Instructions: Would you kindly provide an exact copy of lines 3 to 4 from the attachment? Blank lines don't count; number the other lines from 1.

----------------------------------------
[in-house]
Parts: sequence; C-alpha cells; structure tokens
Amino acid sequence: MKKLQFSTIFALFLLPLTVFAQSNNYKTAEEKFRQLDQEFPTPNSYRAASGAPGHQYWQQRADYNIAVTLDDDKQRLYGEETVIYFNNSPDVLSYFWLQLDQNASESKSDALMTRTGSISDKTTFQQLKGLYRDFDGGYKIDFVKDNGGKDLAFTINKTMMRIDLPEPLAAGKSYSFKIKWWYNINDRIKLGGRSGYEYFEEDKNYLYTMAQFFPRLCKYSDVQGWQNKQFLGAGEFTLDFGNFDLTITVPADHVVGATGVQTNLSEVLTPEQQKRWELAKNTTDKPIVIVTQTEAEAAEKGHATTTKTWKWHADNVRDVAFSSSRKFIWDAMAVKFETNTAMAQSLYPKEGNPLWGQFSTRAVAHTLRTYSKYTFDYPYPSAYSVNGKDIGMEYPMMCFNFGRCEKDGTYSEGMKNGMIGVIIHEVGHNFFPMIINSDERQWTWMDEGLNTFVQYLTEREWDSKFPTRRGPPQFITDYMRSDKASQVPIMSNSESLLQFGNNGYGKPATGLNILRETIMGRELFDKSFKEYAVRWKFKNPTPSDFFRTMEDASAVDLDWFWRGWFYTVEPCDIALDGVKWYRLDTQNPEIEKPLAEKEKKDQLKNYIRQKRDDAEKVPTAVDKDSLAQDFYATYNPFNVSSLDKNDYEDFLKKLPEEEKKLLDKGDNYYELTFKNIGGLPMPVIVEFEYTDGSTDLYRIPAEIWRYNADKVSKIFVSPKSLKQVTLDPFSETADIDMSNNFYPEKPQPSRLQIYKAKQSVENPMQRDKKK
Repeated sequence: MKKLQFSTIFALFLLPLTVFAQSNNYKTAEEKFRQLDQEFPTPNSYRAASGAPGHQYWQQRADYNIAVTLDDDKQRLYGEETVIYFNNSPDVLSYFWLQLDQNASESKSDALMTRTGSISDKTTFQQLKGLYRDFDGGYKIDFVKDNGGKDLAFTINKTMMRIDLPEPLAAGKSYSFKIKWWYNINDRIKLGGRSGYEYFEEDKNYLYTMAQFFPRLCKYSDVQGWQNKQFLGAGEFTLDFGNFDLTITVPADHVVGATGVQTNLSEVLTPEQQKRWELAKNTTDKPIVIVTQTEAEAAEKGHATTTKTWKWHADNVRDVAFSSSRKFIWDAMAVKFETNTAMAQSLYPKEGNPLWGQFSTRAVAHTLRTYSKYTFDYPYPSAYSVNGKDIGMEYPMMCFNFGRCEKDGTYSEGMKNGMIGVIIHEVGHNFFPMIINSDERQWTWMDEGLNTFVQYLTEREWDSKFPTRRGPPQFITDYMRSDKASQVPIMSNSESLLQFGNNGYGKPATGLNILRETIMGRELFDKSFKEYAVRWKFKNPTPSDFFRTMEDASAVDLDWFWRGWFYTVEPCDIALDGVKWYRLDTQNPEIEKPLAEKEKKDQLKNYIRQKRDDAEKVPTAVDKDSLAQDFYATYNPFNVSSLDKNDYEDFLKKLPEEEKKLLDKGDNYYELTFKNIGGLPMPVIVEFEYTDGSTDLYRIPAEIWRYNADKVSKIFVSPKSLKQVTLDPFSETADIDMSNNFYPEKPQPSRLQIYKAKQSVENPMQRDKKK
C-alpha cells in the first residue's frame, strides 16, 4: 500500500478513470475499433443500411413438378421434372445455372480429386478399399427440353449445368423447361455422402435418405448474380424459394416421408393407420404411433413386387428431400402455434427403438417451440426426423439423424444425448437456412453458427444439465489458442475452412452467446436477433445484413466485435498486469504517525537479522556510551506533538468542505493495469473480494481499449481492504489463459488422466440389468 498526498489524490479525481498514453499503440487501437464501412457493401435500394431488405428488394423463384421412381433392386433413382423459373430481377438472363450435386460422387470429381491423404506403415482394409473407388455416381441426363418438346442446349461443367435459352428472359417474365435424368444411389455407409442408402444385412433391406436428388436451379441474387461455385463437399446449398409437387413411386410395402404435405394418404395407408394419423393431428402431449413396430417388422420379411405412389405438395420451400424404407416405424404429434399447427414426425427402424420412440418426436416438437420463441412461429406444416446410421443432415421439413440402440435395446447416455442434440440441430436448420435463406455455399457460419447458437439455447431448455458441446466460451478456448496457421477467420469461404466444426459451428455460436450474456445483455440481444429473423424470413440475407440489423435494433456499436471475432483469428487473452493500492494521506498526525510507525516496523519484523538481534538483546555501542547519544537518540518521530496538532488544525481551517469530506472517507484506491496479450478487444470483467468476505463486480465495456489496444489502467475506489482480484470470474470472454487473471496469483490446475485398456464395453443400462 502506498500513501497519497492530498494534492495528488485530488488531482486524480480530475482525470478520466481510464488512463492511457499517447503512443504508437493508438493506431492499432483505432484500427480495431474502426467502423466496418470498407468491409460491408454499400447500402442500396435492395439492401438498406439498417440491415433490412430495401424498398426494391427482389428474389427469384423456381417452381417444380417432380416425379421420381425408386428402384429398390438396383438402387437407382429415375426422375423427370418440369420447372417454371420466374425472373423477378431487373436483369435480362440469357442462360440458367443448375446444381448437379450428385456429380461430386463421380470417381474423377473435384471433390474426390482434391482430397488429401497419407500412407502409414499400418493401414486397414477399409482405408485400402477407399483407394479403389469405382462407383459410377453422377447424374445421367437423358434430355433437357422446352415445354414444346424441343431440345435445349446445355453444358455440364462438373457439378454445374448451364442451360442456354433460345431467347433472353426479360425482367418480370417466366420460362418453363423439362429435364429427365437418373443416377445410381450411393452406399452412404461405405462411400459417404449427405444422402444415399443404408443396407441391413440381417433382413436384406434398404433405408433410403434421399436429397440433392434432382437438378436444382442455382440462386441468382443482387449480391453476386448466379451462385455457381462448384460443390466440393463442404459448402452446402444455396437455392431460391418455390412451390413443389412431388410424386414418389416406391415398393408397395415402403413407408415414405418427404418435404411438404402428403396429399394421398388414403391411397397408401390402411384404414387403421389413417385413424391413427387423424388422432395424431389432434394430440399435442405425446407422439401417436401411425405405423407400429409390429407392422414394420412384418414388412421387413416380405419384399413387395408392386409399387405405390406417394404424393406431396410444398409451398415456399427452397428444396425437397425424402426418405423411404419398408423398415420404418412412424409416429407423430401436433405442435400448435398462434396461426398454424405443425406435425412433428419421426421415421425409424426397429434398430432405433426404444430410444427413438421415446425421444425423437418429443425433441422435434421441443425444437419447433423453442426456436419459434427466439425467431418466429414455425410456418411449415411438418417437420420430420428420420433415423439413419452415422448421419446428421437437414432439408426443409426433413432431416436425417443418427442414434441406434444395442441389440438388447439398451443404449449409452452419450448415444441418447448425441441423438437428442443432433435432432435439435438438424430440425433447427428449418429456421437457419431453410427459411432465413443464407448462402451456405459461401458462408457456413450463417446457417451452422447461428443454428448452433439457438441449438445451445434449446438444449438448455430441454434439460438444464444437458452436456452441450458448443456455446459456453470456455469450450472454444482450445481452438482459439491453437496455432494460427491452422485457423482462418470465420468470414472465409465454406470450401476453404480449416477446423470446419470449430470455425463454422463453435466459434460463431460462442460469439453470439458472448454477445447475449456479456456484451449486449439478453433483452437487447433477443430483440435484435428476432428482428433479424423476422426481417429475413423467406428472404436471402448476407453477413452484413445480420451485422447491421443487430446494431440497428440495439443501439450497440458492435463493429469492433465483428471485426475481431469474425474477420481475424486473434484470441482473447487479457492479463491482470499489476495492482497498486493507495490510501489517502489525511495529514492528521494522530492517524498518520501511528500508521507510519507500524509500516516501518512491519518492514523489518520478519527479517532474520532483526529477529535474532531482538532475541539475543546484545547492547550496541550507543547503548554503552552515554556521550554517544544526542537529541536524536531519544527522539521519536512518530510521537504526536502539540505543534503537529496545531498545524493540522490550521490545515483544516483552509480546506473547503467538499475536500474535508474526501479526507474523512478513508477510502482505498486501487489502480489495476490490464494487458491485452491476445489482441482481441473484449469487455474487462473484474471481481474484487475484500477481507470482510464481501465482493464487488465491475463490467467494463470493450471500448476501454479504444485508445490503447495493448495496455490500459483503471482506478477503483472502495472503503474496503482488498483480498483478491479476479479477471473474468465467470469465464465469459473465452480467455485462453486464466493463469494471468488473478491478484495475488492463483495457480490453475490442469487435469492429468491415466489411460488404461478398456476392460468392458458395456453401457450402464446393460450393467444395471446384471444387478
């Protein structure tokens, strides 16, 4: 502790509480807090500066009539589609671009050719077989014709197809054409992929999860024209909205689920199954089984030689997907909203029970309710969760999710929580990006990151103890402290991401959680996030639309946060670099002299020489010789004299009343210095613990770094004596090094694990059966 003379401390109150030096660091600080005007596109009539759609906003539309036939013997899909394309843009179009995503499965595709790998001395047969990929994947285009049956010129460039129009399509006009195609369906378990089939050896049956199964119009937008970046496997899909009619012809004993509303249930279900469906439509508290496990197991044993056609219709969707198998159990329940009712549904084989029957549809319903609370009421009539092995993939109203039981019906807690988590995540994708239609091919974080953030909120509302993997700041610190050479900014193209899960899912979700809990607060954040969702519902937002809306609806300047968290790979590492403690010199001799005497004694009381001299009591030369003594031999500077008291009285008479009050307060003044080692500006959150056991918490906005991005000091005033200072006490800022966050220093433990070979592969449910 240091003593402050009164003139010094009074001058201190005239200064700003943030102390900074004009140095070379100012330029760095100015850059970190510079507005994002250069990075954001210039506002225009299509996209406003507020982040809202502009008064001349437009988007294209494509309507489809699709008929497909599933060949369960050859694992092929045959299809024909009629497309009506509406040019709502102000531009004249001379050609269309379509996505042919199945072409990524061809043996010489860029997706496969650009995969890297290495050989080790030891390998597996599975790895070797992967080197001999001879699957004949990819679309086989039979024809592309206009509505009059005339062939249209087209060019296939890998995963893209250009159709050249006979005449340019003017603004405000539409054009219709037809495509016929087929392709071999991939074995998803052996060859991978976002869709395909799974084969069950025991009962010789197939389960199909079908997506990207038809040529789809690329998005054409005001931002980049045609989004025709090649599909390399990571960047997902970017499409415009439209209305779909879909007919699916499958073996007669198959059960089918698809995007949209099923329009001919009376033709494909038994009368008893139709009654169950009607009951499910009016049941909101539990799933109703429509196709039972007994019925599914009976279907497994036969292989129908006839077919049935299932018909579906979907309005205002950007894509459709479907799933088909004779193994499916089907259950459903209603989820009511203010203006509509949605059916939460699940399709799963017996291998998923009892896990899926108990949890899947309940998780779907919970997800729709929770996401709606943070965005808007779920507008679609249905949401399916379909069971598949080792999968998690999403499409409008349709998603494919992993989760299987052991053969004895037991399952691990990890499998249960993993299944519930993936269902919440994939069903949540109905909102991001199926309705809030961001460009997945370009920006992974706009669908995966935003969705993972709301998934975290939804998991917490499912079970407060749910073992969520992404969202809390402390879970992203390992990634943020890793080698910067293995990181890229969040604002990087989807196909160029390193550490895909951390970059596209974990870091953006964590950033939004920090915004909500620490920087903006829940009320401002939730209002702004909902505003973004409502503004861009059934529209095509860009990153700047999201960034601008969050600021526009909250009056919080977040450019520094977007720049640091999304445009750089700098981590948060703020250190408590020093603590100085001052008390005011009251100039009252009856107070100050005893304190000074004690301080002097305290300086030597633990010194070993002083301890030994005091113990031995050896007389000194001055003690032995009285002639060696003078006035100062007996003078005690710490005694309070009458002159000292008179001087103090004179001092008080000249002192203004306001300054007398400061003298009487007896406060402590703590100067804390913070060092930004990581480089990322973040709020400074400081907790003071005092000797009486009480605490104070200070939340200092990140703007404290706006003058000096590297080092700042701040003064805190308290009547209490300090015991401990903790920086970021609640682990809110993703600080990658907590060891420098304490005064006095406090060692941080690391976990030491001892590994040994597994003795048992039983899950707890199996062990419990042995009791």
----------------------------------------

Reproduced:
Amino acid sequence: MKKLQFSTIFALFLLPLTVFAQSNNYKTAEEKFRQLDQEFPTPNSYRAASGAPGHQYWQQRADYNIAVTLDDDKQRLYGEETVIYFNNSPDVLSYFWLQLDQNASESKSDALMTRTGSISDKTTFQQLKGLYRDFDGGYKIDFVKDNGGKDLAFTINKTMMRIDLPEPLAAGKSYSFKIKWWYNINDRIKLGGRSGYEYFEEDKNYLYTMAQFFPRLCKYSDVQGWQNKQFLGAGEFTLDFGNFDLTITVPADHVVGATGVQTNLSEVLTPEQQKRWELAKNTTDKPIVIVTQTEAEAAEKGHATTTKTWKWHADNVRDVAFSSSRKFIWDAMAVKFETNTAMAQSLYPKEGNPLWGQFSTRAVAHTLRTYSKYTFDYPYPSAYSVNGKDIGMEYPMMCFNFGRCEKDGTYSEGMKNGMIGVIIHEVGHNFFPMIINSDERQWTWMDEGLNTFVQYLTEREWDSKFPTRRGPPQFITDYMRSDKASQVPIMSNSESLLQFGNNGYGKPATGLNILRETIMGRELFDKSFKEYAVRWKFKNPTPSDFFRTMEDASAVDLDWFWRGWFYTVEPCDIALDGVKWYRLDTQNPEIEKPLAEKEKKDQLKNYIRQKRDDAEKVPTAVDKDSLAQDFYATYNPFNVSSLDKNDYEDFLKKLPEEEKKLLDKGDNYYELTFKNIGGLPMPVIVEFEYTDGSTDLYRIPAEIWRYNADKVSKIFVSPKSLKQVTLDPFSETADIDMSNNFYPEKPQPSRLQIYKAKQSVENPMQRDKKK
Repeated sequence: MKKLQFSTIFALFLLPLTVFAQSNNYKTAEEKFRQLDQEFPTPNSYRAASGAPGHQYWQQRADYNIAVTLDDDKQRLYGEETVIYFNNSPDVLSYFWLQLDQNASESKSDALMTRTGSISDKTTFQQLKGLYRDFDGGYKIDFVKDNGGKDLAFTINKTMMRIDLPEPLAAGKSYSFKIKWWYNINDRIKLGGRSGYEYFEEDKNYLYTMAQFFPRLCKYSDVQGWQNKQFLGAGEFTLDFGNFDLTITVPADHVVGATGVQTNLSEVLTPEQQKRWELAKNTTDKPIVIVTQTEAEAAEKGHATTTKTWKWHADNVRDVAFSSSRKFIWDAMAVKFETNTAMAQSLYPKEGNPLWGQFSTRAVAHTLRTYSKYTFDYPYPSAYSVNGKDIGMEYPMMCFNFGRCEKDGTYSEGMKNGMIGVIIHEVGHNFFPMIINSDERQWTWMDEGLNTFVQYLTEREWDSKFPTRRGPPQFITDYMRSDKASQVPIMSNSESLLQFGNNGYGKPATGLNILRETIMGRELFDKSFKEYAVRWKFKNPTPSDFFRTMEDASAVDLDWFWRGWFYTVEPCDIALDGVKWYRLDTQNPEIEKPLAEKEKKDQLKNYIRQKRDDAEKVPTAVDKDSLAQDFYATYNPFNVSSLDKNDYEDFLKKLPEEEKKLLDKGDNYYELTFKNIGGLPMPVIVEFEYTDGSTDLYRIPAEIWRYNADKVSKIFVSPKSLKQVTLDPFSETADIDMSNNFYPEKPQPSRLQIYKAKQSVENPMQRDKKK